Kuala Lumpur: Malaysia has been declared the most vital hub of the Islamic Finance in the world by a seasoned financial magazine even though it faces extreme competition from the richer Gulf States and Saudi Arabia having larger Islamic banking setup and Indonesia having the world’s biggest Muslim population.
The financial magazine, The Economists, published an article under the headline “Banking on the ummah: Malaysia leads the charge in Islamic finance” in its latest issue on January 5. The magazine said that Malaysia dominates the global market for sukuk or Islamic bonds.
“Leadership in financial services is not an obvious one. Yet, in some ways the country is the world's most important Islamic-finance center,” said the magazine.
“Just over a fifth of the country’s banking system, by assets, is Shariah-compliant; the average for Muslim countries is more like 12 percent, and often a lot less,” it added.
On the Islamic bonds, the magazine said that the country issued the world’s first sovereign sukuk in 2002 and in the first three quarters of 2012, it was responsible for almost three-quarter of total global issuance.
It also said that Malaysia is home to the Islamic Financial Services Board, an international standard-setting body.
The magazine quoted Dubai’s Fajr Capital Investment Fund’s Founder and CEO, Iqbal Khan, as saying, “These are big achievements for a relatively small country of just 30 million people, of whom only about 60 percent are Muslims.
He said, “In neighboring Indonesia, which is home to the largest Muslim population in the world, only about 4 percent of the financial sector is Shariah-compliant.”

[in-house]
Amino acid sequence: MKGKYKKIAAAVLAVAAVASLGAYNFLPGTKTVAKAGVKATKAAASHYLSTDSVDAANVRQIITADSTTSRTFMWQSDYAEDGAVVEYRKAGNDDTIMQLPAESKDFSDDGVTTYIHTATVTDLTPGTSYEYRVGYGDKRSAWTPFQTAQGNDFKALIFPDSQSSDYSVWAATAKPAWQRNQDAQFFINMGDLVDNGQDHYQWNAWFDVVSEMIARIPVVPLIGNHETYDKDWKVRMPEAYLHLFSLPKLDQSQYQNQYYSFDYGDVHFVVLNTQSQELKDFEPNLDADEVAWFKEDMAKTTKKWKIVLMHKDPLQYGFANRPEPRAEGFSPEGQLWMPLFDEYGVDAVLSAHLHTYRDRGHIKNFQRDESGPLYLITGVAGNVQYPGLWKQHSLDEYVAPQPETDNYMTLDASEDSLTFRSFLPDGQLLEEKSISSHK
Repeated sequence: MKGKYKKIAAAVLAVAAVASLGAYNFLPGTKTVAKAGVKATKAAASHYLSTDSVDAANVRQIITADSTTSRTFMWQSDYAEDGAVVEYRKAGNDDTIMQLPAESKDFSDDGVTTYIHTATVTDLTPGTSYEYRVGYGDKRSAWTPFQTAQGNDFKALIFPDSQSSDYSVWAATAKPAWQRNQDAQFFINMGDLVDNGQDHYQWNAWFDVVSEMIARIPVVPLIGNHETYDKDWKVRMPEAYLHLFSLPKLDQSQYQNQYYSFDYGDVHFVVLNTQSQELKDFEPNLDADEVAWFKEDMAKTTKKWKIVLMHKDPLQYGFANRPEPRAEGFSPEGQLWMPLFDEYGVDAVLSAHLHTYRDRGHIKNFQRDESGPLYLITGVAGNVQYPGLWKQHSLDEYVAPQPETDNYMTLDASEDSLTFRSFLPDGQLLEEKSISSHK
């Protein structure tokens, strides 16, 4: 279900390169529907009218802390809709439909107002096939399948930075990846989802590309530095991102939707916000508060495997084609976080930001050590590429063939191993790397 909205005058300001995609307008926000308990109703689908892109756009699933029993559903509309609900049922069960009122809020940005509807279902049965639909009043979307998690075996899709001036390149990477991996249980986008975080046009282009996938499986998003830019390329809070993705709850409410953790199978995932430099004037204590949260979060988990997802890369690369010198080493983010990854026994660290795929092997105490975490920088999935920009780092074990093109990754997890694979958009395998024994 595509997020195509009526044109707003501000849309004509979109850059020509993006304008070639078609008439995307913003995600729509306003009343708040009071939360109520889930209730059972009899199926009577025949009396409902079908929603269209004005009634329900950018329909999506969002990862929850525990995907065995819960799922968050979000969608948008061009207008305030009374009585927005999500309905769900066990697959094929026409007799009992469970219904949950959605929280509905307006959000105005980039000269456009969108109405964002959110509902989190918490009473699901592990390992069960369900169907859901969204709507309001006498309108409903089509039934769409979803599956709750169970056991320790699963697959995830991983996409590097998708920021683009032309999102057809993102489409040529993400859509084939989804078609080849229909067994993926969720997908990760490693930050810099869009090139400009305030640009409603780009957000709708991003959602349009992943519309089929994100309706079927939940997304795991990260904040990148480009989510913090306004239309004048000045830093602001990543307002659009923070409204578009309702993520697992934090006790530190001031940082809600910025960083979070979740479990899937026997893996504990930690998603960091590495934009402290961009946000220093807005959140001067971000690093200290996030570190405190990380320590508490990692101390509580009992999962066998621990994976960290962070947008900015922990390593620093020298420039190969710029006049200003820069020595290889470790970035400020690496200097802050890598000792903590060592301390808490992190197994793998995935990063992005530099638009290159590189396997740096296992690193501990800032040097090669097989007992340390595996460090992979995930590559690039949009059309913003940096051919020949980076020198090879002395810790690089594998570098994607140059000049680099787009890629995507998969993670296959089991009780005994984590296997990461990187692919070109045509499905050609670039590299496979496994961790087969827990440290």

“Although the much richer Gulf States and Saudi Arabia have bigger Islamic banks, it is Malaysia that is the center for thought leadership in Islamic finance,” he added.
The magazine said that Malaysia’s Muslim heritage, outward-looking nature and links with financial hubs like Britain and Singapore made the place a natural candidate to bridge the worlds of religion and capitalism. The central bank, Bank Negara Malaysia, is also supportive.
It added that two institutions in particular the International Centre for Education in Islamic Finance (INCEIF) and the Islamic Banking and Finance Institute of Malaysia (IBFIM), both set up by the central bank have contributed to Malaysia’s pre-eminence in the field.
INCEIF, set up in 2005 and boasting about 2,000 students, is the world’s leading university for the study of Islamic finance.
The International Shariah Research Academy, housed within INCEIF, brings together scholars to produce an internationally acceptable rule-book for Islamic finance.
The IBFIM concentrates on vocational training, offering a variety of certificates in Islamic finance as well as acts as a consultancy to banks and firms that want to become shariah-compliant.
Bank Negara Head, Tan Sri Dr. Zeti Akhtar Ungku Aziz, was quoted by the magazine as saying that these bodies are the “pipeline to provide the banks with talent” and not just in Malaysia.
“All these give Malaysia greater status within the ummah and the global Islamic community,” she said, adding that they are important to a country that often felt on the border of the Muslim world.
Dr. Zeti argues that Shariah-compliant banks are inherently more stable than conventional peers.
“Speculation is forbidden and, because charging interest is prohibited under shariah law, returns are based on profit-sharing,” she said.